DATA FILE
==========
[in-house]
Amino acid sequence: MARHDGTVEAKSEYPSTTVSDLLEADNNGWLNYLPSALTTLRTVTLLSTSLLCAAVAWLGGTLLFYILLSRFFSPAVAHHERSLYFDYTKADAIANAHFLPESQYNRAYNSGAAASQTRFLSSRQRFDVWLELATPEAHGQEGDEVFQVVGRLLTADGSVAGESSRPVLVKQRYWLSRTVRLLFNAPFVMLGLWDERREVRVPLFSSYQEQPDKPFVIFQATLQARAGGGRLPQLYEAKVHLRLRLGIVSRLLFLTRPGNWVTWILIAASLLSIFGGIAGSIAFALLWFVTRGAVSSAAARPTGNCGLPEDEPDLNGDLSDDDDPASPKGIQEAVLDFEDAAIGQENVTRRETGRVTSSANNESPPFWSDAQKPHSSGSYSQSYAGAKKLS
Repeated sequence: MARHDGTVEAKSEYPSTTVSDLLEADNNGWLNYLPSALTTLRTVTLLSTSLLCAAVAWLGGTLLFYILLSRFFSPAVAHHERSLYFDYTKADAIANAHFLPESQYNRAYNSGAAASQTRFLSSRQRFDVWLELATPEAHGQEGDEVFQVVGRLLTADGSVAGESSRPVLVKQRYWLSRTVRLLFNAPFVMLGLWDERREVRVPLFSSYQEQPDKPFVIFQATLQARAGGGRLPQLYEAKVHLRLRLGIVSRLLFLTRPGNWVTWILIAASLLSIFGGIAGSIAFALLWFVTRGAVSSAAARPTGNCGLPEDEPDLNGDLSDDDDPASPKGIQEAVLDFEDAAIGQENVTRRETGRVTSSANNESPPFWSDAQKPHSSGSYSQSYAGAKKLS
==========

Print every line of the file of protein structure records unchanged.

[in-house]
Amino acid sequence: MARHDGTVEAKSEYPSTTVSDLLEADNNGWLNYLPSALTTLRTVTLLSTSLLCAAVAWLGGTLLFYILLSRFFSPAVAHHERSLYFDYTKADAIANAHFLPESQYNRAYNSGAAASQTRFLSSRQRFDVWLELATPEAHGQEGDEVFQVVGRLLTADGSVAGESSRPVLVKQRYWLSRTVRLLFNAPFVMLGLWDERREVRVPLFSSYQEQPDKPFVIFQATLQARAGGGRLPQLYEAKVHLRLRLGIVSRLLFLTRPGNWVTWILIAASLLSIFGGIAGSIAFALLWFVTRGAVSSAAARPTGNCGLPEDEPDLNGDLSDDDDPASPKGIQEAVLDFEDAAIGQENVTRRETGRVTSSANNESPPFWSDAQKPHSSGSYSQSYAGAKKLS
Repeated sequence: MARHDGTVEAKSEYPSTTVSDLLEADNNGWLNYLPSALTTLRTVTLLSTSLLCAAVAWLGGTLLFYILLSRFFSPAVAHHERSLYFDYTKADAIANAHFLPESQYNRAYNSGAAASQTRFLSSRQRFDVWLELATPEAHGQEGDEVFQVVGRLLTADGSVAGESSRPVLVKQRYWLSRTVRLLFNAPFVMLGLWDERREVRVPLFSSYQEQPDKPFVIFQATLQARAGGGRLPQLYEAKVHLRLRLGIVSRLLFLTRPGNWVTWILIAASLLSIFGGIAGSIAFALLWFVTRGAVSSAAARPTGNCGLPEDEPDLNGDLSDDDDPASPKGIQEAVLDFEDAAIGQENVTRRETGRVTSSANNESPPFWSDAQKPHSSGSYSQSYAGAKKLS